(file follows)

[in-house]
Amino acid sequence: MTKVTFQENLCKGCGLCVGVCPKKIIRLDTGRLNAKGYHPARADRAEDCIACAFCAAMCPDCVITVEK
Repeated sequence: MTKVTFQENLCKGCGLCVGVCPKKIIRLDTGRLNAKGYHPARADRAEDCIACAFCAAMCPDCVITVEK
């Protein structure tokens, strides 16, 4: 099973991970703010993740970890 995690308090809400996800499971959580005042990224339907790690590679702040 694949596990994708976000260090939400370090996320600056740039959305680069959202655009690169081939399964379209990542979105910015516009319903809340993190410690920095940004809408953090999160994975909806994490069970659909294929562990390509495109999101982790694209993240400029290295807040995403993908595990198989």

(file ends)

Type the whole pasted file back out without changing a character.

[in-house]
Amino acid sequence: MTKVTFQENLCKGCGLCVGVCPKKIIRLDTGRLNAKGYHPARADRAEDCIACAFCAAMCPDCVITVEK
Repeated sequence: MTKVTFQENLCKGCGLCVGVCPKKIIRLDTGRLNAKGYHPARADRAEDCIACAFCAAMCPDCVITVEK
């Protein structure tokens, strides 16, 4: 099973991970703010993740970890 995690308090809400996800499971959580005042990224339907790690590679702040 694949596990994708976000260090939400370090996320600056740039959305680069959202655009690169081939399964379209990542979105910015516009319903809340993190410690920095940004809408953090999160994975909806994490069970659909294929562990390509495109999101982790694209993240400029290295807040995403993908595990198989």